Interventional radiology/ diagnostic radiology (IR/DR) is the newest specialty option for medical students, but requires them to commit to such programs earlier than is traditionally required. Authors of a recent Academic Radiology study surveyed IR programs across the country to get a better idea of how programs overcome this and continue to attract students.
The IR/DR pathway traditionally requires an intern year, with three years of diagnostic and two years of IR training in order for graduates to become dual-certified after six years. This means such students must make their decision four years before traditional diagnostic radiology students, and are thus less informed and prepared, wrote Juri Bassuner, MD, of Saint Louis University in Missouri, and colleagues.
“Our survey offers a glimpse at exactly what program directors are doing to address this issue and the collected responses reflect strategies that can be easily adopted by IR program directors throughout the country,” they added.
The questionnaire was designed to be answered in 10 minutes or less and was sent electronically to 51 IR/DR program directors. Eighteen responses were collected. The results are as follows:
- All programs encouraged students apply to both the diagnostic and interventional radiology programs.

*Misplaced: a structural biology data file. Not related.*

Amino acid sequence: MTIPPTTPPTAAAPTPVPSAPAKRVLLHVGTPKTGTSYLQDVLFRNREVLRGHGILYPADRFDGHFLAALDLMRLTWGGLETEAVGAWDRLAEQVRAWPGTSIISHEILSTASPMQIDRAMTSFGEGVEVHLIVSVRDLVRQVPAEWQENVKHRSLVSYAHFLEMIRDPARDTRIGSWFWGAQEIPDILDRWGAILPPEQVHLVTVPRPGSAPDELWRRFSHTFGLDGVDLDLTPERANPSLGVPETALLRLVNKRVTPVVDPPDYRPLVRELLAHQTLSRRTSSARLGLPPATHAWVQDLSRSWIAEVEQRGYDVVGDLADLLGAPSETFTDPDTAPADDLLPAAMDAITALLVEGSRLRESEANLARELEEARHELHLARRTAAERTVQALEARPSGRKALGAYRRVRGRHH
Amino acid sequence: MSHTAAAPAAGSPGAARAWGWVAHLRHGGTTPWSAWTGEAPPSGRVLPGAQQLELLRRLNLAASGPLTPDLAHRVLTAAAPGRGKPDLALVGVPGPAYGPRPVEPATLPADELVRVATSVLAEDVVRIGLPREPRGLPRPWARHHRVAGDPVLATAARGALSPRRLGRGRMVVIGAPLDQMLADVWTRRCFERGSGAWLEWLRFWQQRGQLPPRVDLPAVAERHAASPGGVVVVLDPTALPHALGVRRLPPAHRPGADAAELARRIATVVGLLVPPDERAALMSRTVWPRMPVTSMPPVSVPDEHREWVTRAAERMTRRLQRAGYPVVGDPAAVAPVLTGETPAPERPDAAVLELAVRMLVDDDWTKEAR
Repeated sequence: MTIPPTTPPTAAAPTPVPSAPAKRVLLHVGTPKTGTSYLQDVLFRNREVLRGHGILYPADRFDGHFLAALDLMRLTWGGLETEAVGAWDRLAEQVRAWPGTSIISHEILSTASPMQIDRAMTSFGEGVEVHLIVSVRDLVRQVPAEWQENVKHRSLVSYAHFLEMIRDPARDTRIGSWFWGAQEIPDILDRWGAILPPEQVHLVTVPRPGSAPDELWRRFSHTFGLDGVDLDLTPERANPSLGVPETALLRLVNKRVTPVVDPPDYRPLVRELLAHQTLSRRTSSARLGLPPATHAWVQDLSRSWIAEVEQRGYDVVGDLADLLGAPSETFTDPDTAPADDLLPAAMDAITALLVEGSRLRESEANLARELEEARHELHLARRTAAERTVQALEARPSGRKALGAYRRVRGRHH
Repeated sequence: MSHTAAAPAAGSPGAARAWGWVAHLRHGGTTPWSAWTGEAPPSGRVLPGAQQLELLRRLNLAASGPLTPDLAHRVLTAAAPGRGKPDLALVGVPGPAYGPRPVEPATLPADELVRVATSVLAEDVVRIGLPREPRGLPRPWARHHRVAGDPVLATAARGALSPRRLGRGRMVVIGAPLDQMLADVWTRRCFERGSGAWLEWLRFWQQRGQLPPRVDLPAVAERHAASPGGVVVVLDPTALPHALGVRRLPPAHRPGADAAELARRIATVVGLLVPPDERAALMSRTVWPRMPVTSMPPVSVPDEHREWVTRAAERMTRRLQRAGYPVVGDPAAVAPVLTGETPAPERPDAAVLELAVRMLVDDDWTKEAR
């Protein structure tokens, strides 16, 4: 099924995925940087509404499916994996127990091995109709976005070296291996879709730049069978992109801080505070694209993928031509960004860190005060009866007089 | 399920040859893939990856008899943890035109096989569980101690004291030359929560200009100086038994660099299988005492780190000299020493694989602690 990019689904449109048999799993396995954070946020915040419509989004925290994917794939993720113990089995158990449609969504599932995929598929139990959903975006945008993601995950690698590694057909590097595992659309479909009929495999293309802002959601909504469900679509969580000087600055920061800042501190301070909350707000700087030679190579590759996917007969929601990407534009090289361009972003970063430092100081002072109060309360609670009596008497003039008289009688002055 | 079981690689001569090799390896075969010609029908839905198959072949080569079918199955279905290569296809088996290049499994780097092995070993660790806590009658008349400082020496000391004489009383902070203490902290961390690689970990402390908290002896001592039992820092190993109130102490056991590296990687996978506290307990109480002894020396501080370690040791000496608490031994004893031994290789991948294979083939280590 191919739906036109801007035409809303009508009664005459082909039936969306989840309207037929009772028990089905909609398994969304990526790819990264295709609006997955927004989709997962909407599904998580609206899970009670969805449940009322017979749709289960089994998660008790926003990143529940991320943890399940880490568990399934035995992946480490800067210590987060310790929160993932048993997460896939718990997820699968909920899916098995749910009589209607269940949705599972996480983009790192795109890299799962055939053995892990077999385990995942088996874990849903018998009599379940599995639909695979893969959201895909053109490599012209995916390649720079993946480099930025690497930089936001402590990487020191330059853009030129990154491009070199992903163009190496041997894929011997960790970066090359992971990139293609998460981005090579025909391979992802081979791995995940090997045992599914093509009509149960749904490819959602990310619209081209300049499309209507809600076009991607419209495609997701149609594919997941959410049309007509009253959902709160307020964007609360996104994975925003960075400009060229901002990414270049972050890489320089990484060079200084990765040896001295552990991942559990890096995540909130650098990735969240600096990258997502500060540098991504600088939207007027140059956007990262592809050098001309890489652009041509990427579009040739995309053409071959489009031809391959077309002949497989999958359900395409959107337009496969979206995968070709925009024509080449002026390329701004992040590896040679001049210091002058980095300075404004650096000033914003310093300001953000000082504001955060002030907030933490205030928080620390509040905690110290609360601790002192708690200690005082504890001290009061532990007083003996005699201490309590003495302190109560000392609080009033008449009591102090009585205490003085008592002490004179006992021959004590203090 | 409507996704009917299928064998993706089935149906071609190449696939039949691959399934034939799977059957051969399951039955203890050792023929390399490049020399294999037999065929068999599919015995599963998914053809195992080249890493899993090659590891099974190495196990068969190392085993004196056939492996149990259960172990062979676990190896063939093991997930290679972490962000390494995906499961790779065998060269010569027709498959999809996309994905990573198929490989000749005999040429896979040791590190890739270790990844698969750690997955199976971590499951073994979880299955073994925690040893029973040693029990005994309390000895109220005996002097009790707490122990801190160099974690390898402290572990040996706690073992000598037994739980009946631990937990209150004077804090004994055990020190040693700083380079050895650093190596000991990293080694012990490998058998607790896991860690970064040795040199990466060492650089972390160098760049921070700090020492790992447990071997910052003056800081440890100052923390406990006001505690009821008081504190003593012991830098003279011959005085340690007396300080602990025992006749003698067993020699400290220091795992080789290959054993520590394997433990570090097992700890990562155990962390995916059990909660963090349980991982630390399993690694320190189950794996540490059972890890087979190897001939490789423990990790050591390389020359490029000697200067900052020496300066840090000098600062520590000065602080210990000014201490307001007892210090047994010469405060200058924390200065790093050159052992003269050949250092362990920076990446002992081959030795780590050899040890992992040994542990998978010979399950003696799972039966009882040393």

- Ninety-four percent offered research opportunities.
- A majority (78 percent) offered shadowing opportunities, included IR-specific interest groups and invited students to device workshops
- Sixty-seven percent provided informal options for medical students to meet faculty.
- Medical students were invited to journal clubs by 59 percent of respondents.
- Half of the programs undertook student-faculty mentorship programs and performed social media outreach initiatives.
While fewer programs offered websites, journal clubs and online resources, the authors suggested program directors take advantage of thee IR Residency Training Committee of the Society of Interventional Radiology Resident Fellow Student Section (SIR-RFS) website which provides a wealth of IR-specific resources.
Although National Residency Matching Program Match data from 2018 showed IR/DR tied as the most sought-after residency, more work will need to be done to get the word out about IR/DR residency programs.
“While these trends are overall encouraging, further work is needed to discover the impact of these strategies on recruitment as well as retention,” the authors concluded. "As of now, it is too early to tell whether the perceived drawback of IR/DR residency (insufficient exposure to the field before committing to a 5-year residency) is a real problem. The attrition rate will surely offer some insight in a few years, once it can be accurately calculated.”
The low number of responses may have limited the impact of the study along with an inability to limit how often a survey could be completed by a single respondent. The latter, however, was likely not a factor, according to the group.